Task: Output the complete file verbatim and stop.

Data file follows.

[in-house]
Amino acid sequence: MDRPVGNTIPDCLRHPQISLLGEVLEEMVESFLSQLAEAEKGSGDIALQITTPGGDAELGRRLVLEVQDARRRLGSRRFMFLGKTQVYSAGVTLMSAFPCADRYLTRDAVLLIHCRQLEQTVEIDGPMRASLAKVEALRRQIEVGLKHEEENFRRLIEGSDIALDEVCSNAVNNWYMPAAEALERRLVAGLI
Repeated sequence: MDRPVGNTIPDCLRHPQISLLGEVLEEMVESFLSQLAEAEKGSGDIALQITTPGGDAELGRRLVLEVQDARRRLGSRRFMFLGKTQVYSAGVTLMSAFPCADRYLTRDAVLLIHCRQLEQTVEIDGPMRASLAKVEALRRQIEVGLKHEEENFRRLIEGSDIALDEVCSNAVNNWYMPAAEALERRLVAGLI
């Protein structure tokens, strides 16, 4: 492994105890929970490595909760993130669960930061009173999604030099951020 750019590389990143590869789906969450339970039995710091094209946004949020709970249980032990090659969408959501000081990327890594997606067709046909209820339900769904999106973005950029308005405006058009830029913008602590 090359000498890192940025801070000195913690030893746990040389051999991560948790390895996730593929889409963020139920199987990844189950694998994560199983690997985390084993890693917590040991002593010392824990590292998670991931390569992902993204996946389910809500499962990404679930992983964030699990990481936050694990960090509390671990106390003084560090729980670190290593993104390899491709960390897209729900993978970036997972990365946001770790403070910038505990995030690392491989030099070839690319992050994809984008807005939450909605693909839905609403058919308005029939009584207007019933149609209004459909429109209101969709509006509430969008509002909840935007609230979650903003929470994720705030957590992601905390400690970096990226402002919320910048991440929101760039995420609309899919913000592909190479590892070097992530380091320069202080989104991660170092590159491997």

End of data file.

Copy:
[in-house]
Amino acid sequence: MDRPVGNTIPDCLRHPQISLLGEVLEEMVESFLSQLAEAEKGSGDIALQITTPGGDAELGRRLVLEVQDARRRLGSRRFMFLGKTQVYSAGVTLMSAFPCADRYLTRDAVLLIHCRQLEQTVEIDGPMRASLAKVEALRRQIEVGLKHEEENFRRLIEGSDIALDEVCSNAVNNWYMPAAEALERRLVAGLI
Repeated sequence: MDRPVGNTIPDCLRHPQISLLGEVLEEMVESFLSQLAEAEKGSGDIALQITTPGGDAELGRRLVLEVQDARRRLGSRRFMFLGKTQVYSAGVTLMSAFPCADRYLTRDAVLLIHCRQLEQTVEIDGPMRASLAKVEALRRQIEVGLKHEEENFRRLIEGSDIALDEVCSNAVNNWYMPAAEALERRLVAGLI
């Protein structure tokens, strides 16, 4: 492994105890929970490595909760993130669960930061009173999604030099951020 750019590389990143590869789906969450339970039995710091094209946004949020709970249980032990090659969408959501000081990327890594997606067709046909209820339900769904999106973005950029308005405006058009830029913008602590 090359000498890192940025801070000195913690030893746990040389051999991560948790390895996730593929889409963020139920199987990844189950694998994560199983690997985390084993890693917590040991002593010392824990590292998670991931390569992902993204996946389910809500499962990404679930992983964030699990990481936050694990960090509390671990106390003084560090729980670190290593993104390899491709960390897209729900993978970036997972990365946001770790403070910038505990995030690392491989030099070839690319992050994809984008807005939450909605693909839905609403058919308005029939009584207007019933149609209004459909429109209101969709509006509430969008509002909840935007609230979650903003929470994720705030957590992601905390400690970096990226402002919320910048991440929101760039995420609309899919913000592909190479590892070097992530380091320069202080989104991660170092590159491997």